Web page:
Condoleezza Rice, the US secretary of state, is to fly to London next week to tackle an escalating row over Nato troop reinforcements for Afghanistan, amid worries that the entire international stabilization strategy is in danger of failing.
Rice will also be talking to Gordon Brown and David Miliband, the foreign secretary, about finding a new candidate for the proposed UN "super-envoy" to coordinate aid efforts after President Hamid Karzai vetoed Lord Ashdown, who had been expecting to get the job.
Canada is already threatening to pull its troops out unless other countries do more. The US state department spokesman, Sean McCormack, told reporters in Washington yesterday. "I won’t make a secret of the fact that we are encouraging all Nato allies to do everything they can in terms of contributing resources."
Rice will also discuss Iran and Iraq.
Nato defense ministers are to meet in the Lithuanian capital Vilnius next week to try to find 7,500 more troops to reinforce the 42,000 already in Afghanistan.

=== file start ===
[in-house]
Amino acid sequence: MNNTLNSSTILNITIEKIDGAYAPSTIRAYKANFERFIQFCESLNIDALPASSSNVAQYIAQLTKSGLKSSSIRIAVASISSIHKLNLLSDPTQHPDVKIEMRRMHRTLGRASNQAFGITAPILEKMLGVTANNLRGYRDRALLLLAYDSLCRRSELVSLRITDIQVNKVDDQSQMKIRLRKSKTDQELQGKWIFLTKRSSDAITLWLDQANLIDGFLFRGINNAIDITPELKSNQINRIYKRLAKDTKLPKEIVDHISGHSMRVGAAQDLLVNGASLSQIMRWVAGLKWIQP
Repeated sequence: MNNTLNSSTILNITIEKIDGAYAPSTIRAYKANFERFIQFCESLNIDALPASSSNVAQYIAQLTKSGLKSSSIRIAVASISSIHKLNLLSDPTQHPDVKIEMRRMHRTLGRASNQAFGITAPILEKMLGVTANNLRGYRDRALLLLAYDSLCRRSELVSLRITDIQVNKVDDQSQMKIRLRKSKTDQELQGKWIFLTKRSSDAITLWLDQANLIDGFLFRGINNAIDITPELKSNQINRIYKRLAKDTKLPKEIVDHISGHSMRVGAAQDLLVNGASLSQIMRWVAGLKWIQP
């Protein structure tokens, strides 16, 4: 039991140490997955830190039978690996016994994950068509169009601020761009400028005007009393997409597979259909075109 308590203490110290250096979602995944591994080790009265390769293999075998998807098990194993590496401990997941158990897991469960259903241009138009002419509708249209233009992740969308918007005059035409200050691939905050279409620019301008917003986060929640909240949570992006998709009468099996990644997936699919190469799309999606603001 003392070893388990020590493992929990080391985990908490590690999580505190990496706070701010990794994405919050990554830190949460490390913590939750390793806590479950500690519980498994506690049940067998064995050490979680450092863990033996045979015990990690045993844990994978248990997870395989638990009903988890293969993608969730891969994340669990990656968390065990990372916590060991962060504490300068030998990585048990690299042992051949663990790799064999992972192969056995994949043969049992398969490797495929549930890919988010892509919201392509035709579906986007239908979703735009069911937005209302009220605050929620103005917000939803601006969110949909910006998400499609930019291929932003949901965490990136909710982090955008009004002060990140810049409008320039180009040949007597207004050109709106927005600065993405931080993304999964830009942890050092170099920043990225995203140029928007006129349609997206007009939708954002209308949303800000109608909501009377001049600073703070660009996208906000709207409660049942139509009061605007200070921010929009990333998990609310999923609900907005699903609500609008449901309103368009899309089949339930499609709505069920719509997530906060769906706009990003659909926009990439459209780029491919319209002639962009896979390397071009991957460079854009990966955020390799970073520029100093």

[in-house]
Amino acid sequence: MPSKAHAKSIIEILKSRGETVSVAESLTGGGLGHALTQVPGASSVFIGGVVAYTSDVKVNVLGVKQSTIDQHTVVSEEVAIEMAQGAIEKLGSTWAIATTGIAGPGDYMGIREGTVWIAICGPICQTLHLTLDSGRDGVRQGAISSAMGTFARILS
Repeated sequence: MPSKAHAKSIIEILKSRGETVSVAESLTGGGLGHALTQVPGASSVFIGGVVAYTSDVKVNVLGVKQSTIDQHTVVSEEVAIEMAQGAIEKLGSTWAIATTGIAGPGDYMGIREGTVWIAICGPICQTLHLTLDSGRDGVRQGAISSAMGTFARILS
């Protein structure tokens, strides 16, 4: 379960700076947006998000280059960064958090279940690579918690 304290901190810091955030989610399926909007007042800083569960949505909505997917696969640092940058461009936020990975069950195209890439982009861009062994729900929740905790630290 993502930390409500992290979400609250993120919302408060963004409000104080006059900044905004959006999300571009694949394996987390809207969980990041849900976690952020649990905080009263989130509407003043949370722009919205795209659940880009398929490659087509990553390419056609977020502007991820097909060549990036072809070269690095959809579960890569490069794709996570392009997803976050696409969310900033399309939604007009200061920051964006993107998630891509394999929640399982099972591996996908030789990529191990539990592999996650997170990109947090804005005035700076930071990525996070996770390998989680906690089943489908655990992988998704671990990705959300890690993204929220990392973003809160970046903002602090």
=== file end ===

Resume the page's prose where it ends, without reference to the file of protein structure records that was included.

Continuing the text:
Alliance divisions burst into the open earlier yesterday with a US demand that Germany, whose forces are in the relatively stable north, send combat troops and helicopters to the volatile south.
Robert Gates, the US defense secretary, sent an "unusually stern" request to Berlin, the Süddeutsche Zeitung reported.
But Germany’s defense secretary, Franz Josef Jung, refused to comply. "I keep to the view that we should continue and fulfil our mandate in Afghanistan," Jung said. "I believe our focus should continue to be in the north."
German chancellor Angela Merkel made clear that the limited mandate was "not up for discussion".
On Thursday Gates met similar opposition from his French counterpart, Hervé Morin, in talks in Washington. The mood in Paris and Berlin threatens a damaging replay of the transatlantic spats in the run up to the Iraq war five years ago.